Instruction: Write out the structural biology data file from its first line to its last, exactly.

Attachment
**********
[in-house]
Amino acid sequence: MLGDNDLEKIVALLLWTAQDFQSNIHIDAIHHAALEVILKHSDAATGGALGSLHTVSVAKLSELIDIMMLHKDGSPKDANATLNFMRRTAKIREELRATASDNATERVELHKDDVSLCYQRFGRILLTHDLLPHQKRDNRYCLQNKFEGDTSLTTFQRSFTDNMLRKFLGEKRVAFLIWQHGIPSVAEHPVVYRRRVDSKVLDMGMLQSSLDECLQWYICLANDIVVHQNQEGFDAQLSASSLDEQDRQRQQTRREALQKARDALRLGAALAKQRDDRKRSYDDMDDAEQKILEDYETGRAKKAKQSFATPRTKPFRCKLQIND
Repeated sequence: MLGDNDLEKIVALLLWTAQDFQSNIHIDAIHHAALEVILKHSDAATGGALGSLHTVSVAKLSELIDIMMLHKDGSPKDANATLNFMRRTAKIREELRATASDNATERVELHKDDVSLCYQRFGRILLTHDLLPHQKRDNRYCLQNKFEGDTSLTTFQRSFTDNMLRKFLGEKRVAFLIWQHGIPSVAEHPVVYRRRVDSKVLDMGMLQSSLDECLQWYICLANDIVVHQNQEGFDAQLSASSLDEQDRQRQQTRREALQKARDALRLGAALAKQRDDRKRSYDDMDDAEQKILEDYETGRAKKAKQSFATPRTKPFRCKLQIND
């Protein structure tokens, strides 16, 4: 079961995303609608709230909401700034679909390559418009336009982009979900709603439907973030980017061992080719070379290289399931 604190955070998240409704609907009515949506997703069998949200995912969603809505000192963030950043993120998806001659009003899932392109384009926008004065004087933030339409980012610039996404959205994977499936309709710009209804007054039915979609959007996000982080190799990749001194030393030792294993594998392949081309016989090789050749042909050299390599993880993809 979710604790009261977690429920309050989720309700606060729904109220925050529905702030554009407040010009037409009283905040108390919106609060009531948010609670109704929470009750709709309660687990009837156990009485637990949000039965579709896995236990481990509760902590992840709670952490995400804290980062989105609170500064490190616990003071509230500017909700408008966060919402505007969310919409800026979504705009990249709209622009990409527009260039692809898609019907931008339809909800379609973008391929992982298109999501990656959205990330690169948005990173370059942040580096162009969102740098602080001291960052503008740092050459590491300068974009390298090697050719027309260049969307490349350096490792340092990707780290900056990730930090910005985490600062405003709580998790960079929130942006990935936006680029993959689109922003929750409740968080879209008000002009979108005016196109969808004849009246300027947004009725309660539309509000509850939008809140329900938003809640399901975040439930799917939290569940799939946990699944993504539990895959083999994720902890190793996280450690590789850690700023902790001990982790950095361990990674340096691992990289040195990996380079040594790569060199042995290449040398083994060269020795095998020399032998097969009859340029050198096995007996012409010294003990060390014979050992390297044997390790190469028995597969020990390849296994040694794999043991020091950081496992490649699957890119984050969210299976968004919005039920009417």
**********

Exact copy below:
[in-house]
Amino acid sequence: MLGDNDLEKIVALLLWTAQDFQSNIHIDAIHHAALEVILKHSDAATGGALGSLHTVSVAKLSELIDIMMLHKDGSPKDANATLNFMRRTAKIREELRATASDNATERVELHKDDVSLCYQRFGRILLTHDLLPHQKRDNRYCLQNKFEGDTSLTTFQRSFTDNMLRKFLGEKRVAFLIWQHGIPSVAEHPVVYRRRVDSKVLDMGMLQSSLDECLQWYICLANDIVVHQNQEGFDAQLSASSLDEQDRQRQQTRREALQKARDALRLGAALAKQRDDRKRSYDDMDDAEQKILEDYETGRAKKAKQSFATPRTKPFRCKLQIND
Repeated sequence: MLGDNDLEKIVALLLWTAQDFQSNIHIDAIHHAALEVILKHSDAATGGALGSLHTVSVAKLSELIDIMMLHKDGSPKDANATLNFMRRTAKIREELRATASDNATERVELHKDDVSLCYQRFGRILLTHDLLPHQKRDNRYCLQNKFEGDTSLTTFQRSFTDNMLRKFLGEKRVAFLIWQHGIPSVAEHPVVYRRRVDSKVLDMGMLQSSLDECLQWYICLANDIVVHQNQEGFDAQLSASSLDEQDRQRQQTRREALQKARDALRLGAALAKQRDDRKRSYDDMDDAEQKILEDYETGRAKKAKQSFATPRTKPFRCKLQIND
């Protein structure tokens, strides 16, 4: 079961995303609608709230909401700034679909390559418009336009982009979900709603439907973030980017061992080719070379290289399931 604190955070998240409704609907009515949506997703069998949200995912969603809505000192963030950043993120998806001659009003899932392109384009926008004065004087933030339409980012610039996404959205994977499936309709710009209804007054039915979609959007996000982080190799990749001194030393030792294993594998392949081309016989090789050749042909050299390599993880993809 979710604790009261977690429920309050989720309700606060729904109220925050529905702030554009407040010009037409009283905040108390919106609060009531948010609670109704929470009750709709309660687990009837156990009485637990949000039965579709896995236990481990509760902590992840709670952490995400804290980062989105609170500064490190616990003071509230500017909700408008966060919402505007969310919409800026979504705009990249709209622009990409527009260039692809898609019907931008339809909800379609973008391929992982298109999501990656959205990330690169948005990173370059942040580096162009969102740098602080001291960052503008740092050459590491300068974009390298090697050719027309260049969307490349350096490792340092990707780290900056990730930090910005985490600062405003709580998790960079929130942006990935936006680029993959689109922003929750409740968080879209008000002009979108005016196109969808004849009246300027947004009725309660539309509000509850939008809140329900938003809640399901975040439930799917939290569940799939946990699944993504539990895959083999994720902890190793996280450690590789850690700023902790001990982790950095361990990674340096691992990289040195990996380079040594790569060199042995290449040398083994060269020795095998020399032998097969009859340029050198096995007996012409010294003990060390014979050992390297044997390790190469028995597969020990390849296994040694794999043991020091950081496992490649699957890119984050969210299976968004919005039920009417």